Remembering a friend

A friend of mine died this week. I didn’t know him well, so some might say he was more of an acquaintance than a friend. But they would be wrong; he was my friend.

I knew Lew Fraser for barely two years. He passed away on Oct. 8. I suspect if you could add up the time we spent actually talking together, it would not total a full 24 hours. Earlier this year, at least three of those hours were spent in his office where we talked about baseball, friends we had in common and about Jesus. It was there in his office that I learned of his remarkable business career, his desire to reach others with the good news, and how much he loved his family. Many of those topics were captured in picture frames hanging on his office walls.

I knew his health was suspect. He had been in and out of the hospital for various things. Every time the topic came up, however, he would merely shrug it off. His office has a spiral staircase, which he had to climb, and in my visit he made the trek three times while attending to various matters. But, after pausing to catch his breath, he finally eased into a chair, leaned forward and focused his attention on me. There was no pretense. He was genuinely interested in me. In some ways, it was a bit unnerving because in our multitasking world, we often hold conversations without really looking each other in the eye. Lew listened.

Baseball and his granddaughter brought us together. Lew had a big heart and his generosity has been felt by many. As for the University of Miami, I learned he had been a key backer for College Hall of Fame coach Ron Fraser. From the handwritten notes and mementos on his desk, Coach Fraser enjoyed a key ally.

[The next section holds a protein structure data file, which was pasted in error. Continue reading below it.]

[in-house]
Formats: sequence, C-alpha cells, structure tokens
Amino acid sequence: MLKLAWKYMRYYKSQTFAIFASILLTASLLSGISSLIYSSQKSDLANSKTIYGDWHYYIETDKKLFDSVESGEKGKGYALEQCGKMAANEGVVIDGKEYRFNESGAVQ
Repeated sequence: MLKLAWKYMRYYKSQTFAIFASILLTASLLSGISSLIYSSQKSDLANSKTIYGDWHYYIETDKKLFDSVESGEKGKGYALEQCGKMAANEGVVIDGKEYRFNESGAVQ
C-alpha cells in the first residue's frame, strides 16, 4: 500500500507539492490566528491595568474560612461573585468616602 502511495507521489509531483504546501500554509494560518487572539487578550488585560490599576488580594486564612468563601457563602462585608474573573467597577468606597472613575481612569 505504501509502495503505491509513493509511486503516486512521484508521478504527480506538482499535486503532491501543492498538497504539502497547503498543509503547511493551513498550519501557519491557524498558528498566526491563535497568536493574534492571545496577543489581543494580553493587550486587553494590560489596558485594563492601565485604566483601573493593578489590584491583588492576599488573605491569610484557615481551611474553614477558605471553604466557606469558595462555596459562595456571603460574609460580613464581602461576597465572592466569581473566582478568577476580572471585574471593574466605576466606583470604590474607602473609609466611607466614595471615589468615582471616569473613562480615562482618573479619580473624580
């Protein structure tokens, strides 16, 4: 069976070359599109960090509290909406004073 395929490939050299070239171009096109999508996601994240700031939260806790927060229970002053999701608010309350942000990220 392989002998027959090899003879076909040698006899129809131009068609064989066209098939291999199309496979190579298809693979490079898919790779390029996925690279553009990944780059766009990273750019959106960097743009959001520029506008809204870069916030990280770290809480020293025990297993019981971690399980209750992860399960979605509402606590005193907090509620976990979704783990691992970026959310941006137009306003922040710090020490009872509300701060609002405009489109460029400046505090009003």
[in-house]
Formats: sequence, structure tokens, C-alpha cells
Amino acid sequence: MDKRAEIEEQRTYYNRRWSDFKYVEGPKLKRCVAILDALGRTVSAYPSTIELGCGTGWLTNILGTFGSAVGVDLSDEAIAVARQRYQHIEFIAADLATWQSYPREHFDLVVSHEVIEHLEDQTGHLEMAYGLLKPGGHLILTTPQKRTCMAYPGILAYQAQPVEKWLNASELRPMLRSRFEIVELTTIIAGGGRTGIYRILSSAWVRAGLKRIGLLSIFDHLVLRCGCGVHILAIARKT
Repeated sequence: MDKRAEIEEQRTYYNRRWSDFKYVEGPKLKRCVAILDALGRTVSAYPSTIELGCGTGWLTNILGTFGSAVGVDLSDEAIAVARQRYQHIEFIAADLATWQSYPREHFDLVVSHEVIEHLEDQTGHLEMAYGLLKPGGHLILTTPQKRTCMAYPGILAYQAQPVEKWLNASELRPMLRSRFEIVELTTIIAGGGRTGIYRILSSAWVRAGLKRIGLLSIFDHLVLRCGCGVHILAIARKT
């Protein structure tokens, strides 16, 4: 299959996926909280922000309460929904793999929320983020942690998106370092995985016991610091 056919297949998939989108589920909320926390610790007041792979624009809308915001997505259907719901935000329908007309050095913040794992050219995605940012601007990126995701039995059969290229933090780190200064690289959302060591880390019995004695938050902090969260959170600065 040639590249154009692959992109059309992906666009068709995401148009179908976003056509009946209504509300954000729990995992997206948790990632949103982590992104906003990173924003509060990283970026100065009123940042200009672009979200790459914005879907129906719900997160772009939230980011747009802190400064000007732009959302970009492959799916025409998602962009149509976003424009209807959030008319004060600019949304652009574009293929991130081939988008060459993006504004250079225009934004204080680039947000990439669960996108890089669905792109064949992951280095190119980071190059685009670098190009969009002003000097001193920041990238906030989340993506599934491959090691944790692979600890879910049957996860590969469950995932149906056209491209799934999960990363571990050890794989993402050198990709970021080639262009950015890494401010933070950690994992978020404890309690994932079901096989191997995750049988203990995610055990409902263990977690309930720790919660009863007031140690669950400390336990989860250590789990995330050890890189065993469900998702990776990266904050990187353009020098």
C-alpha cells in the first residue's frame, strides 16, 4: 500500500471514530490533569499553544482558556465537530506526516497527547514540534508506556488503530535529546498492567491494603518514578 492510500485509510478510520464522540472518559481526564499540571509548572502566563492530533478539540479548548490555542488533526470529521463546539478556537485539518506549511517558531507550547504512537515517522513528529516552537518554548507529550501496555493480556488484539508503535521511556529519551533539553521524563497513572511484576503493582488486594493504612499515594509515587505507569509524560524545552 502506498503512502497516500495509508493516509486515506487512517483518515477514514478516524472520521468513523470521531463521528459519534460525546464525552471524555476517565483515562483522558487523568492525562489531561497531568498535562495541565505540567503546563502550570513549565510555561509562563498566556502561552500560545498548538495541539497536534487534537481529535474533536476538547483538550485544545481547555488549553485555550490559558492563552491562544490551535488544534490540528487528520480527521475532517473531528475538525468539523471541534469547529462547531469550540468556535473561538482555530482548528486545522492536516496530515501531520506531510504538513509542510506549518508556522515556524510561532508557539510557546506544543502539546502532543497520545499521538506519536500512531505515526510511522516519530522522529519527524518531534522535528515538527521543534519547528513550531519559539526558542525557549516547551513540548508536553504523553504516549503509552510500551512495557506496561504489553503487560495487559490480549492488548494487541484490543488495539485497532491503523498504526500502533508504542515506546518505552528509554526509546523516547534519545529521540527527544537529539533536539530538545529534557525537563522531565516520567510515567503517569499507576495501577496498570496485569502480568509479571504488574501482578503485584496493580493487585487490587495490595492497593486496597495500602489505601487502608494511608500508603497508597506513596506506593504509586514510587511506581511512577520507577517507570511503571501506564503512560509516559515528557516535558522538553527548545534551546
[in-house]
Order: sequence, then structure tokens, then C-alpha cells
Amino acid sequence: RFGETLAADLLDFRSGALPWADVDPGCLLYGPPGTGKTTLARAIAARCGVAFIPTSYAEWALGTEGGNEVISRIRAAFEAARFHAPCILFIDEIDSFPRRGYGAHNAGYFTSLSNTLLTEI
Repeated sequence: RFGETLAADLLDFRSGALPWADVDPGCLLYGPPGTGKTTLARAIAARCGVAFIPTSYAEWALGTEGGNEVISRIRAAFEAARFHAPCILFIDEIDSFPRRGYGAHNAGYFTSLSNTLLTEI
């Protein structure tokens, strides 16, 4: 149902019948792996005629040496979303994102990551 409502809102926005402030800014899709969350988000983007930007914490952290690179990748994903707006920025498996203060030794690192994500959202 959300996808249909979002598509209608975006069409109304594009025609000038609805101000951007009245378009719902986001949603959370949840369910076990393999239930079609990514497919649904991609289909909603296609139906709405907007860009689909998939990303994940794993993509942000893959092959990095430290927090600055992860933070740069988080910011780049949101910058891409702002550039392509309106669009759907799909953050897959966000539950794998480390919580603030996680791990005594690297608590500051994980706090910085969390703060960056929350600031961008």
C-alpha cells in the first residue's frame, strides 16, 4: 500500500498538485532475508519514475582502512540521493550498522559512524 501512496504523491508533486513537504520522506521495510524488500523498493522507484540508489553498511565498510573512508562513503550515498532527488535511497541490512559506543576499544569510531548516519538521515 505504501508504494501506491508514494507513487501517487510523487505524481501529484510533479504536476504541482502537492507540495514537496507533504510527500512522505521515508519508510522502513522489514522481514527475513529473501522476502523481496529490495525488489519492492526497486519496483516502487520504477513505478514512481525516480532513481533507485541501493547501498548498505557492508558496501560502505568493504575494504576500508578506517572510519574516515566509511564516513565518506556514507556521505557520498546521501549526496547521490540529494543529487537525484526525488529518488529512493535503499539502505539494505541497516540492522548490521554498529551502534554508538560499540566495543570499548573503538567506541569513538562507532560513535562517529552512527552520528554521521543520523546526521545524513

Over the years his attention had turned elsewhere, but when my son, who is on the UM baseball team, started dating his granddaughter, he purchased chair-back season tickets. I’m not sure if it was to watch the games or to be able to more closely examine the interests of his granddaughter. But over the past two seasons, he rarely missed a home game.

He quickly became one of my son’s biggest fans and loved to wait around after games ended so he could congratulate our son on the team’s win or offer a suggestion or two for winning the next one. He loved baseball and, as happens with so many of us, coming out to the ball park on a beautiful Miami evening seemed to invigorate him.

I loved watching as his granddaughter would lovingly leave the social atmosphere of her friends in the stands to go sit with her grandpa. Lew’s eyes would light up with love and joy and there they’d sit, watching the game as they talked and enjoyed being together.

Over his years, Lew faced some of life’s great rewards, as well as its heartbreaks and tragedies. I knew him when he couldn’t help but speak of his renewed faith in a loving and personal God and how he hoped his story of faith would encourage others. In one of our last conversations, he told me how much he wished he would have known my Dad. Then, in a very humbling moment, he looked at me with those kind and generous eyes and said, “But I know you. Your dad must have been someone very special.”

Lew was my friend because he wanted to be. It really is as simple and profound as that. In John 15:12, Jesus said, “This is my commandment: Love each other in the same way I have loved you.” I have no doubt, Lew was always trying to do just that.

Ed Thompson is president of LOGOI Ministries and a frequent contributor to this newspaper. Follow his blog at edthompsonlive.wordpress.com.


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